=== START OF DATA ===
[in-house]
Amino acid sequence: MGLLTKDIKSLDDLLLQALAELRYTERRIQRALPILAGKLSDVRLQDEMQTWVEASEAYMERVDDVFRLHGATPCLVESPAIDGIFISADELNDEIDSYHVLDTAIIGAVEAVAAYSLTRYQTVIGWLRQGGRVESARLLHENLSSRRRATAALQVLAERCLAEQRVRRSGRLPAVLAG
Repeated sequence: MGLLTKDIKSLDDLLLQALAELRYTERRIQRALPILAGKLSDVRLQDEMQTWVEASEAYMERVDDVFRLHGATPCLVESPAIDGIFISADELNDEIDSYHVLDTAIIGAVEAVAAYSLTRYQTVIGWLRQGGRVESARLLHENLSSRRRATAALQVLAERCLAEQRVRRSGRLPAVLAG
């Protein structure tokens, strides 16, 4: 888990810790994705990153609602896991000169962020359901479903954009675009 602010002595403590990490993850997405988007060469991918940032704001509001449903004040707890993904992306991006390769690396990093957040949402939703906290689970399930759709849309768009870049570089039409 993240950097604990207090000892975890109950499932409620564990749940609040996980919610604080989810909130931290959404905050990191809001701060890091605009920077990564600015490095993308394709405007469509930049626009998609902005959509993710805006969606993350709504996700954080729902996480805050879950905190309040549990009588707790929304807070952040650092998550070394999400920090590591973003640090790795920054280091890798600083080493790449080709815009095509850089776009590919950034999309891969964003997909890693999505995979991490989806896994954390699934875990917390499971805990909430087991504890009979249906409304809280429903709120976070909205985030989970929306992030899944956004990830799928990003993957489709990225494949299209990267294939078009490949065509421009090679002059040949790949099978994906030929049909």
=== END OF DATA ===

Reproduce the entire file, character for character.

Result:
[in-house]
Amino acid sequence: MGLLTKDIKSLDDLLLQALAELRYTERRIQRALPILAGKLSDVRLQDEMQTWVEASEAYMERVDDVFRLHGATPCLVESPAIDGIFISADELNDEIDSYHVLDTAIIGAVEAVAAYSLTRYQTVIGWLRQGGRVESARLLHENLSSRRRATAALQVLAERCLAEQRVRRSGRLPAVLAG
Repeated sequence: MGLLTKDIKSLDDLLLQALAELRYTERRIQRALPILAGKLSDVRLQDEMQTWVEASEAYMERVDDVFRLHGATPCLVESPAIDGIFISADELNDEIDSYHVLDTAIIGAVEAVAAYSLTRYQTVIGWLRQGGRVESARLLHENLSSRRRATAALQVLAERCLAEQRVRRSGRLPAVLAG
């Protein structure tokens, strides 16, 4: 888990810790994705990153609602896991000169962020359901479903954009675009 602010002595403590990490993850997405988007060469991918940032704001509001449903004040707890993904992306991006390769690396990093957040949402939703906290689970399930759709849309768009870049570089039409 993240950097604990207090000892975890109950499932409620564990749940609040996980919610604080989810909130931290959404905050990191809001701060890091605009920077990564600015490095993308394709405007469509930049626009998609902005959509993710805006969606993350709504996700954080729902996480805050879950905190309040549990009588707790929304807070952040650092998550070394999400920090590591973003640090790795920054280091890798600083080493790449080709815009095509850089776009590919950034999309891969964003997909890693999505995979991490989806896994954390699934875990917390499971805990909430087991504890009979249906409304809280429903709120976070909205985030989970929306992030899944956004990830799928990003993957489709990225494949299209990267294939078009490949065509421009090679002059040949790949099978994906030929049909």